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There’s nothing like getting together with friends and family to enjoy one of your favorite meals.

Whether it be burgers, hot dogs, chicken, or a plant-based meal, few things are more satisfying than settling down to sink your teeth into a treat to satisfy your craving. 

Eating the food is half the battle (and the best part, we might add) but it’s exactly that – half.

The next thing you know, you’re in discomfort on the couch, feeling like something is wrong – or having to excuse yourself from the social fun for reasons that are often hard to explain. For others, it’s the concerned anticipation of how bad they may feel in the coming hours or days as their meal works its way through their system. 

You COULD have a food intolerance, or even food allergies. But how do you know if that’s really it? Which is which? What’s the difference between a food allergy vs intolerance? And what can you do to make sure you never experience this discomfort again?

Luckily, we’ve taken the guesswork out of things for you. So sit back and relax with your favorite food while we explore the world of food sensitivities. 

Food Allergies vs. Food Intolerance: What’s the Difference?

So, you now find yourself in a world of total discomfort, wondering how on earth you ended up this way. What’s next?

Hopefully you’re never in this situation, but if you are, it’s helpful to know the big differences between food allergies and food intolerance.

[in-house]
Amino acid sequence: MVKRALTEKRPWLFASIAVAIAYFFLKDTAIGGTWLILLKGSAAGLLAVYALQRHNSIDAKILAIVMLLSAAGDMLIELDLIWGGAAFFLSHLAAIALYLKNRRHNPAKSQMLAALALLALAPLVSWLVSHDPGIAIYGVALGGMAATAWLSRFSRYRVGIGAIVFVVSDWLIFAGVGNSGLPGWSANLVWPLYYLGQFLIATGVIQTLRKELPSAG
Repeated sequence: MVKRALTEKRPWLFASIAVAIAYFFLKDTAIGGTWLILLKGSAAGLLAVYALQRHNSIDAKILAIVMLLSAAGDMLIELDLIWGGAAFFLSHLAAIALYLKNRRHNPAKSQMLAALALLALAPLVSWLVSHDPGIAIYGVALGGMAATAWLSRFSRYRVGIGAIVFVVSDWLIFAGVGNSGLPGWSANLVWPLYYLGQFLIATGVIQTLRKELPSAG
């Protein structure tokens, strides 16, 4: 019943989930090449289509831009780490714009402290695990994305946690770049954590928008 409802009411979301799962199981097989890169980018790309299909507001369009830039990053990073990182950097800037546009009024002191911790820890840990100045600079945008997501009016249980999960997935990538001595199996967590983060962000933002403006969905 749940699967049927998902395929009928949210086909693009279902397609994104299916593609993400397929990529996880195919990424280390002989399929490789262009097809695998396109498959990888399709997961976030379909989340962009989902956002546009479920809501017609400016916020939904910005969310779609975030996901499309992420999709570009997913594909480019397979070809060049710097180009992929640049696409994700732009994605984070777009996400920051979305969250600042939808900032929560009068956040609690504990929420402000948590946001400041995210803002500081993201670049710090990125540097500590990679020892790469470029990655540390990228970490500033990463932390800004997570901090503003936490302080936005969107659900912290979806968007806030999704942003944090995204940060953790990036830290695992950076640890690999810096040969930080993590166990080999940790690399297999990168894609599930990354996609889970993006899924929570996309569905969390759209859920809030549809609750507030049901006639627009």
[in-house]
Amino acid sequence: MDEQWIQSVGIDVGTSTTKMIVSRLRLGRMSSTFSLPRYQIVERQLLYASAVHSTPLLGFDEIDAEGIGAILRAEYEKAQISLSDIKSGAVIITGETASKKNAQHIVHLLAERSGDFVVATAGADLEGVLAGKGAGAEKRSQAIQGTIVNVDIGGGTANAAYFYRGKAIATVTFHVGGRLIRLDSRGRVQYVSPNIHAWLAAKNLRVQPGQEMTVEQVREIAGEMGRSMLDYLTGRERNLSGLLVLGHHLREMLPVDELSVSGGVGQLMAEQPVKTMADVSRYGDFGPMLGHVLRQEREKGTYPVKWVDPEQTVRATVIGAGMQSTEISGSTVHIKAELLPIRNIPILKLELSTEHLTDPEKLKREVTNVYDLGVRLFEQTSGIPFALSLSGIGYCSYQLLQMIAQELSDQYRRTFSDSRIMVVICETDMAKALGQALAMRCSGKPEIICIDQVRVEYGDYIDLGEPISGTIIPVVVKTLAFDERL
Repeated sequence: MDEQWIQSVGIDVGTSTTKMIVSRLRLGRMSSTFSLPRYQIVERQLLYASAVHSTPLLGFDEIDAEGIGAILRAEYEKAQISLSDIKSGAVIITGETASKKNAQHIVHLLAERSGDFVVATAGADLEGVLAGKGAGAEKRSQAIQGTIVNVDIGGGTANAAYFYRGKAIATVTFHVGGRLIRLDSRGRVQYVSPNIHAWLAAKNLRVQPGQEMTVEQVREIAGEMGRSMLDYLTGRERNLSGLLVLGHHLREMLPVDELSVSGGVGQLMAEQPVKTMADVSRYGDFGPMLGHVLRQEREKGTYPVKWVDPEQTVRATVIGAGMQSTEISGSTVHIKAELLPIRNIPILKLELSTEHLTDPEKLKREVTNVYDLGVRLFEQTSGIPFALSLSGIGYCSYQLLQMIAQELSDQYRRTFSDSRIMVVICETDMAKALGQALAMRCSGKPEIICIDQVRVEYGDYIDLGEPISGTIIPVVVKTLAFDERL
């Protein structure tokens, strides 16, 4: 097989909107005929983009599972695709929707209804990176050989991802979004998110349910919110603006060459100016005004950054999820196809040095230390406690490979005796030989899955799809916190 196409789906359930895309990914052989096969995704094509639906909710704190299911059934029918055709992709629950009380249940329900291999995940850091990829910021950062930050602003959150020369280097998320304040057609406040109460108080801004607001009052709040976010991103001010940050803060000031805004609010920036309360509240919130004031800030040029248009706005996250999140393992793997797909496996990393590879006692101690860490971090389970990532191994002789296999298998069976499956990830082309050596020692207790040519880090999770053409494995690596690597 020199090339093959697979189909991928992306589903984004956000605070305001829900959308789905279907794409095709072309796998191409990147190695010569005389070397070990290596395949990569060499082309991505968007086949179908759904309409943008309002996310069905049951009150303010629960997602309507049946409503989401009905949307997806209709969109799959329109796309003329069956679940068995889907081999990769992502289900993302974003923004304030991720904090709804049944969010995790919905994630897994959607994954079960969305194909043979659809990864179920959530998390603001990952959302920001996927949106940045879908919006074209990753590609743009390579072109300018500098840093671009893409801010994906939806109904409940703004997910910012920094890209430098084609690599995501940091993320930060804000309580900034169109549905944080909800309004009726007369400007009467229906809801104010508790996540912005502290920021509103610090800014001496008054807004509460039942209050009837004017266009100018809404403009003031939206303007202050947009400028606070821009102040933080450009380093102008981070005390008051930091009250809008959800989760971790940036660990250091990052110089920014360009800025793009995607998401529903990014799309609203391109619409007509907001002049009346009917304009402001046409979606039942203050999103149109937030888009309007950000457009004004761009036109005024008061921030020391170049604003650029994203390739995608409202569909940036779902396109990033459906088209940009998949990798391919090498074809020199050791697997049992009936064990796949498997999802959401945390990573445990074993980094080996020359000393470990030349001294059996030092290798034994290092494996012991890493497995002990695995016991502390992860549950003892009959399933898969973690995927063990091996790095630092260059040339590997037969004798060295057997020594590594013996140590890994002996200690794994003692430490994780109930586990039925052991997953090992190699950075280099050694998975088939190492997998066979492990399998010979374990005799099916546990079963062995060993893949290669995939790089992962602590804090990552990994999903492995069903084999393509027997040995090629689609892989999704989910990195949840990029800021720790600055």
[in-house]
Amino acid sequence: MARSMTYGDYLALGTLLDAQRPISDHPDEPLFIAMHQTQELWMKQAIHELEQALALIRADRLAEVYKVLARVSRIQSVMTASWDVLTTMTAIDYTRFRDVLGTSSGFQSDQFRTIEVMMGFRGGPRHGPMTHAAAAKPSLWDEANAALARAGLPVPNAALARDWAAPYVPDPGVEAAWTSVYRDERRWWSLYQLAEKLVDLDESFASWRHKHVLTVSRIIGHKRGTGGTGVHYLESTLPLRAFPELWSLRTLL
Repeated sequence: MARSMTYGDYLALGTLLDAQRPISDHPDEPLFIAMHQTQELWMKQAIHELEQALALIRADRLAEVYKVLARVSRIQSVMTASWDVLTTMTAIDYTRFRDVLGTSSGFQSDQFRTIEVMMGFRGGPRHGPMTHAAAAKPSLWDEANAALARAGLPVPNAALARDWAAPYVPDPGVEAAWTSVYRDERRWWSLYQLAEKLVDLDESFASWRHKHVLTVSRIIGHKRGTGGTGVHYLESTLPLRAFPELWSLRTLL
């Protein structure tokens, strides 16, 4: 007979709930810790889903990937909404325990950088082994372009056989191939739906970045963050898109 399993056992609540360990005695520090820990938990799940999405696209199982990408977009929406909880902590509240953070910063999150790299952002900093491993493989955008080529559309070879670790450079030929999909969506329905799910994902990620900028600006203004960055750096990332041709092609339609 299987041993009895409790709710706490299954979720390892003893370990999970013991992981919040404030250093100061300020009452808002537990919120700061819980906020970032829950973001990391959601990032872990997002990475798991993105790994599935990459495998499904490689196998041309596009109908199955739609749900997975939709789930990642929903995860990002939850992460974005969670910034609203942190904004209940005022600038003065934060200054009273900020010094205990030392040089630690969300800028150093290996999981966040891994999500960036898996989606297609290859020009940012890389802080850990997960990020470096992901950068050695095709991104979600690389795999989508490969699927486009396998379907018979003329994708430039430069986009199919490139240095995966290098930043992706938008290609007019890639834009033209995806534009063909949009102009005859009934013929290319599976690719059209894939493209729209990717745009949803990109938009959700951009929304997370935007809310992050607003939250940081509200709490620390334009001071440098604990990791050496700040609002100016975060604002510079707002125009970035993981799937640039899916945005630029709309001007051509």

Of course, the only way you can really know what’s affecting you for sure is by visiting a doctor or working together with a licensed nutrition coach to get to the bottom of the bowl, or in this case the root of your illness (pardon the food puns, we couldn’t resist).  

So then, let’s get into the basics.

Food Allergies

If you’re one of the unlucky readers dealing with food allergies, take solace in the fact that your struggle isn’t alone! As a matter of fact, food allergies are on the rise – researchers estimate that nearly 32 million Americans suffer from some type of food allergy, and that number has increased by more than 50 percent among children during the last decade plus.  

Food allergies cause an immune system reaction that will affect numerous organs throughout your body. Most with food allergies cannot tolerate even a small amount of the food in question. This can be one way to distinguish between a food allergy vs intolerance. Of course, this comes along with a whole host of symptoms, including:

  • Tingling or itching in the mouth
  • Hives and/or itching
  • Swelling of the lips, face, and tongue
  • Wheezing accompanied by congestion
  • Abdominal pain
  • Dizziness or lightheadedness

In many cases, food allergies can be life-threatening, and symptoms are usually quick to occur – typically within a few minutes or hours. 

Every three minutes, food allergies result in a trip to the emergency room for some unfortunate patients. If you suspect you’re feeling the effects of a food allergy, ESPECIALLY if it hasn’t yet been diagnosed, you should seek medical attention immediately

Food Intolerance 

Food intolerance is a different type of problem entirely, but is often confused for a food allergy. 

Approximately 15 to 20 percent of the population deals with some sort of food intolerance, but that number can jump to as high as 50 percent in people that are already dealing with gastrointestinal issues such as irritable bowel syndrome. 

Food intolerance vs. food allergies differ in a couple of ways. First, a food intolerance doesn’t necessarily mean your former favorite is off limits entirely. In fact, you may even be able to eat small amounts of the food without encountering any problems – go ahead and enjoy your dessert, but only in moderation. 

People suffering from food intolerance may also be able to prevent reactions entirely. For example, someone dealing with lactose intolerance can usually take some Lactaid before a dairy-heavy meal to make sure they aren’t suffering after the fact. (However, many people who choose to avoid dairy entirely experience a host of benefits.)